2005 Dodge Magnum
Daily Driver Does it All
One of the regular features we hope to share on the site are vehicle biographies. We have a number of them planned starting with the greater Frontseat Driving family and eventually encompassing our reader’s ride too. Some of them are even written, unfortunately a busy schedule and uncooperative weather this past Autumn delayed the necessary photo shoots. No one wants to read about vehicles without pretty pictures to look at. Rather than delay this feature any longer we decided to start with the cars that sit in Frontseat Driving’s F-Bomb Studio. Yes it’s a garage, but the by volume more swearing occurs than actual work, hence the moniker. Meant to be funny? Yes. Absolutely true? Also yes.
While the Frontseat Driving lineup has always been eclectic, it’s tough to deny that our automotive interests usually center on vintage vehicles. That said the need for a modern daily driver especially in the rust belt is a cold hard reality. By modern, really we only mean something that doesn’t leak when it rains, and starts every time. Another way we might differentiate our classics from our modern cars is that we’d jump into the modern car without forethought and drive to the opposite side of the continent without even packing tools or spares.
When we last shopped for a daily driver, the need for utility led us to pickups. However with a ‘76 K5 Blazer in the fleet as well as a beater Toyota, another truck really seemed excessive. Given our long lasting love affair with ‘long roofs’, wagons seemed the next best contender.
If a wagon was going to be the body style of choice, it had to at least be something special. Decent motivation, rear wheel drive and ideally three pedals. Unfortunately at the time the list was short. The North American market doesn’t support the wagon market like some of us wish it would, often we are left salivating over ROW (rest of world) offerings that don’t make it to our shores. Passionately and patiently waiting for the 25 year rule (20 in Canada) to come into play allowing these cars into the country is rarely a realistic option.
At the time the CTS-V wagon had not yet been released, and while we liked the idea of the Volvo V70R and enjoyed a couple spirited test drives, long term cost of operation seemed a risk. Perhaps the biggest problem with the Volvo however, was… me. Being a single guy in his (at the time) 30s, driving a Volvo station wagon (even an R) seemed… well about 10 years or two kids premature.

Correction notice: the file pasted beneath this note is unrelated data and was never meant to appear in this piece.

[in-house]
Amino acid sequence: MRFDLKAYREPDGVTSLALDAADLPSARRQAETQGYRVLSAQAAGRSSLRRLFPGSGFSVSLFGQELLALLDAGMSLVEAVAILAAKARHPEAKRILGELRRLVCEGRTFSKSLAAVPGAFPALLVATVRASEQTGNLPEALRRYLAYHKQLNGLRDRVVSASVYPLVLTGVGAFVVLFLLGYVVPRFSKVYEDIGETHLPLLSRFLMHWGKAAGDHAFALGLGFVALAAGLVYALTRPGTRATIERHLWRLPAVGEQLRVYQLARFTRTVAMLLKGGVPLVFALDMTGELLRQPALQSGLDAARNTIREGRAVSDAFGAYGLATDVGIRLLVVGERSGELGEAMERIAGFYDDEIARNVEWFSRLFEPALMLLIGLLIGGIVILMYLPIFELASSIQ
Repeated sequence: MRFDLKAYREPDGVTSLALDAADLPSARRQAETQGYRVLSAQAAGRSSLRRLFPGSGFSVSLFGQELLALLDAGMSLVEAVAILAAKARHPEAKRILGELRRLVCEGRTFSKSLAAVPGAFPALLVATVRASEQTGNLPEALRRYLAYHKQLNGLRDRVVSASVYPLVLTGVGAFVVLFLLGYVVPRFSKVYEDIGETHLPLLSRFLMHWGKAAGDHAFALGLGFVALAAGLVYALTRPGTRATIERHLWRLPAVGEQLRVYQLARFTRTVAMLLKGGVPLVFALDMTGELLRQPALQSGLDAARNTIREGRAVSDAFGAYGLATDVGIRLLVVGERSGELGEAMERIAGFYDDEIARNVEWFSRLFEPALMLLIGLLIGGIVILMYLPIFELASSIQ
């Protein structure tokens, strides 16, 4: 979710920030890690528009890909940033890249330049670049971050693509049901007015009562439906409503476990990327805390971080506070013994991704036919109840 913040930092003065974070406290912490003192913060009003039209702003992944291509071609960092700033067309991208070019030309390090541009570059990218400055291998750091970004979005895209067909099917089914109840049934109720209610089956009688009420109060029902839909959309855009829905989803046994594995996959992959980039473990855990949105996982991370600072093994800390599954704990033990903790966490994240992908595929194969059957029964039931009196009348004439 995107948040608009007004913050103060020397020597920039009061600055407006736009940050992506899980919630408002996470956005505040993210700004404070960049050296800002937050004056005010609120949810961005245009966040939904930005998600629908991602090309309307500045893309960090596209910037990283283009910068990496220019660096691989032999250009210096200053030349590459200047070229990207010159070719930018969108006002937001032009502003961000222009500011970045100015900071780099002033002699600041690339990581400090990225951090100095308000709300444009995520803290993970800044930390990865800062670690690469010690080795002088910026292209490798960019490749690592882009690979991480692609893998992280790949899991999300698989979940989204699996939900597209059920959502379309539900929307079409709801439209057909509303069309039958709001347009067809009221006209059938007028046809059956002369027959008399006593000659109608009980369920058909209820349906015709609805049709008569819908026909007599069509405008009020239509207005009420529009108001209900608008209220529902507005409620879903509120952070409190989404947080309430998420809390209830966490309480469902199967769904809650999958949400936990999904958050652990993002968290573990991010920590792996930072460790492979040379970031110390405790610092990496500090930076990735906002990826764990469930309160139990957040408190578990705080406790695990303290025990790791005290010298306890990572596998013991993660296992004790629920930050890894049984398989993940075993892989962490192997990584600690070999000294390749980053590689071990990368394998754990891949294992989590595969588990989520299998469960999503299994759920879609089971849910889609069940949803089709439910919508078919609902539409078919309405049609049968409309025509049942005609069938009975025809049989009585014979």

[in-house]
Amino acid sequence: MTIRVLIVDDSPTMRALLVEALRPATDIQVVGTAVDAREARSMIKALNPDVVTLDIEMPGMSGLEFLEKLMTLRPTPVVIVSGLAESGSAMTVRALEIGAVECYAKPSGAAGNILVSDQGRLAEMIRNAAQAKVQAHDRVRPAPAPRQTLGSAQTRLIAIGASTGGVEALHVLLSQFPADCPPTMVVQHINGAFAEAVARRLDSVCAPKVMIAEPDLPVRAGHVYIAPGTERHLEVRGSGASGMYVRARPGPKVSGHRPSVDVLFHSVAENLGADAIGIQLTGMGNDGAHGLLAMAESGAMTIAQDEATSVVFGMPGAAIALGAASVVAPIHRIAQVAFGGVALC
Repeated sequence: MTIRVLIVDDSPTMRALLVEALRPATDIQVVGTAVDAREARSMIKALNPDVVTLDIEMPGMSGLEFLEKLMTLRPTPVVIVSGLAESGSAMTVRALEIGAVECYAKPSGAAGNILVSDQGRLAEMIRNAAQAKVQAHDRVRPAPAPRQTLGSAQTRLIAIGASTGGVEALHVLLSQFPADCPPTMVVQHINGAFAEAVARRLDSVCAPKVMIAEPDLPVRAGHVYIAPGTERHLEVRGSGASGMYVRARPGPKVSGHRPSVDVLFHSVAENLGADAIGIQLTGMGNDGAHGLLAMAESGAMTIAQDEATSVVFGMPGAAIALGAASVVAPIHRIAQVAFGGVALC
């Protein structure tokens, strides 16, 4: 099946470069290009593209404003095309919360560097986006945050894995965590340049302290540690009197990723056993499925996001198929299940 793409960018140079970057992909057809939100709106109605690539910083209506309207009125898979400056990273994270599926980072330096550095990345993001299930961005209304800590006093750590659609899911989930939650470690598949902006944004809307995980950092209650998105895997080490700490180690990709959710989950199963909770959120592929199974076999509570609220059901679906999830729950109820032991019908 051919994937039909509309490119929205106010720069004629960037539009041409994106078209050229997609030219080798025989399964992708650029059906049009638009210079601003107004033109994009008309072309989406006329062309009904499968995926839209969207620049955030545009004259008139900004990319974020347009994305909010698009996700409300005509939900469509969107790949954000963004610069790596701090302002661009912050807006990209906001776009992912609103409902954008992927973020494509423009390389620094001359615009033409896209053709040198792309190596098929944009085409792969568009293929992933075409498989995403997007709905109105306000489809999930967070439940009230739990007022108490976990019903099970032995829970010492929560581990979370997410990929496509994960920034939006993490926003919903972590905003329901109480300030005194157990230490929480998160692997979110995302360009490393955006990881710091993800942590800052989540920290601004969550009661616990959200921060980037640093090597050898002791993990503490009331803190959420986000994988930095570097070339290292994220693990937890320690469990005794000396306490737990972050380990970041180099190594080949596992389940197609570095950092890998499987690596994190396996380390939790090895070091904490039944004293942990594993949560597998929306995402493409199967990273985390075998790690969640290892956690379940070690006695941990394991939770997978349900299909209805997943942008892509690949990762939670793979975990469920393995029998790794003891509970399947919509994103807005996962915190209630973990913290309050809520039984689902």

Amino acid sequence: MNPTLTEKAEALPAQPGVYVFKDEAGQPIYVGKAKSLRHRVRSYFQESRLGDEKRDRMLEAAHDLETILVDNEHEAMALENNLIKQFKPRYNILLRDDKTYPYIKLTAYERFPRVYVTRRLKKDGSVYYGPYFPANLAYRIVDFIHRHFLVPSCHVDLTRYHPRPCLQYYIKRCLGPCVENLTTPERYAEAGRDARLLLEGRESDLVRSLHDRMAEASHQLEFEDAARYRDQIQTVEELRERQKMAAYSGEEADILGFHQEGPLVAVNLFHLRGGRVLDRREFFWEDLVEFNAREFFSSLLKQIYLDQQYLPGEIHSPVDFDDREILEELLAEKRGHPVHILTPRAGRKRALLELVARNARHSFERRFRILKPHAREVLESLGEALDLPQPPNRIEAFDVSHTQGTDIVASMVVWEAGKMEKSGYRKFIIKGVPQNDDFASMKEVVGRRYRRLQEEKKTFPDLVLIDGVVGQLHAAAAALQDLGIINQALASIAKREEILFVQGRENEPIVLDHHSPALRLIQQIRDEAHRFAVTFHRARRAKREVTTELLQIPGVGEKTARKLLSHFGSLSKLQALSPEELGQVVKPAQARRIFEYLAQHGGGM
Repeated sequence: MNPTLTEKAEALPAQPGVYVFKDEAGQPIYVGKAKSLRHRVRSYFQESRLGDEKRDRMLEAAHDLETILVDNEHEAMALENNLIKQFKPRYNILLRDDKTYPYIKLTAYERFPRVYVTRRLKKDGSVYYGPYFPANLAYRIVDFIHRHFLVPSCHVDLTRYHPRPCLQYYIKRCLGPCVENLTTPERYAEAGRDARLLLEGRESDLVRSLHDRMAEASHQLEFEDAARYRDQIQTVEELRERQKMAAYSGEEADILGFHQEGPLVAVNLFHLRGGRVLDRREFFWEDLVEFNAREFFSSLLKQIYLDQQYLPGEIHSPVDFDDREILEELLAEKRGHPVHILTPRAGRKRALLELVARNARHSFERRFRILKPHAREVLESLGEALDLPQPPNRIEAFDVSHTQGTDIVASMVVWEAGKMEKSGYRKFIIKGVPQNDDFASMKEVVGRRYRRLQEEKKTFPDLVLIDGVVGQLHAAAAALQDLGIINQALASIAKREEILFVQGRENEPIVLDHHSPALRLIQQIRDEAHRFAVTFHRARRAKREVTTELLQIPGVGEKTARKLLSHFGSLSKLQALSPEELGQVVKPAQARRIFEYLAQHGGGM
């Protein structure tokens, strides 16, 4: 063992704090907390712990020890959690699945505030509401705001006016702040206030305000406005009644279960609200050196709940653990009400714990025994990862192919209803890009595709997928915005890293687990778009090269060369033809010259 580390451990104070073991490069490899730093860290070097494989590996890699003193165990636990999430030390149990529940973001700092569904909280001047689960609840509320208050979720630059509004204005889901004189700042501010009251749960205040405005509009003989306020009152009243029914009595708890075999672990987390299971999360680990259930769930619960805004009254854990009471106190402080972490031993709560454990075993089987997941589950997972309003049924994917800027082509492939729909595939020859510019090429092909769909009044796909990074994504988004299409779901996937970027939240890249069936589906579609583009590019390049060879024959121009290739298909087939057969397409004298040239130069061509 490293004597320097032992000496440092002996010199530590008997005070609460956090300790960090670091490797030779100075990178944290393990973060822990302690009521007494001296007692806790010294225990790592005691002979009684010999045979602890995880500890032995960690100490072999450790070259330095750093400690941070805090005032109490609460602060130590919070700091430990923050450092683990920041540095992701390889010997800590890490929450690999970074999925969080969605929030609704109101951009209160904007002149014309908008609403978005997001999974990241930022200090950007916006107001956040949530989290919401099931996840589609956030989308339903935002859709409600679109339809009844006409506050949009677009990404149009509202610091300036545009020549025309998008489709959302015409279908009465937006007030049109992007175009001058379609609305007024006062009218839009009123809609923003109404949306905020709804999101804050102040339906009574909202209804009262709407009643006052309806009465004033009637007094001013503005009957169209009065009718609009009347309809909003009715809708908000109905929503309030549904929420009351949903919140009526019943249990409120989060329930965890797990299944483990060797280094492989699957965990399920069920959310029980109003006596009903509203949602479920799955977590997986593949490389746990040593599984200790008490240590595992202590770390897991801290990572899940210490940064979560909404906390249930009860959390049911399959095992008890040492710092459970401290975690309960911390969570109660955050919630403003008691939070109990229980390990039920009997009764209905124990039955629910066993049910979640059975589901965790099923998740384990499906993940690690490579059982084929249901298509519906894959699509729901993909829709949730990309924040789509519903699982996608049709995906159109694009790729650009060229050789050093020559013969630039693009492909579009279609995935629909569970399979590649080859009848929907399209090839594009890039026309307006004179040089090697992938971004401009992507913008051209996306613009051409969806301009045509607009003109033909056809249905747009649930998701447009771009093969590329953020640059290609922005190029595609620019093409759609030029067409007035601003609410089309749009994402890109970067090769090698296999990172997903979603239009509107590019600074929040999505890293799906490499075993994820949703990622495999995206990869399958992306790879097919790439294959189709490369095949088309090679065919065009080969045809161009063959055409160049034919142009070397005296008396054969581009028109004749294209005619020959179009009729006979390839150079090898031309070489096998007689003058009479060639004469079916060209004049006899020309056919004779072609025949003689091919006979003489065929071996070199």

It was on our way home from one of those test drives that I passed a Dodge dealership and while eyeing the Ram pickups once again, spotted a Dodge Magnum on the lot nearest the road. While the Magnum had completely slipped my mind while shopping vehicles, I quickly recalled the witty commercial “Dude what do you got in that thing?”
It didn’t hurt that the ‘chopped roof’ hinted of hot rods and customs a genre we had lusted over but had (and have) yet to experience first hand. While a Volvo station wagon may have brought ups images of tweed jackets with elbow patches, baby seats or Combat Auto Theft stickers, the Magnum was more my style. As Dan Neil of the LA Times said,
“…the Magnum’s ideal demographic: a middle-finger-waving anti-establishmentarian, bad-beer connoisseur…The Magnum puts the “blunt” in “blunt-force trauma.”
Okay, to be fair it might be have been more the style I WANTED than the one I actually portrayed but that’s just about the same thing right?
The first test drive of the 6 cylinder model was surprisingly enjoyable, and that car got out of it’s own way quite easily. Moving up the food chain I next drove the 5.7 V8 Hemi and was truly impressed, the sound alone was smile inducing. Logically the next test drive needed to be the 6.1 SRT however by that time the Magnum’s short tenure had already come to an end, forced off the line by the newly introduced Challenger. Magnum SRTs, already produced in limited numbers were nearly impossible to find for sale.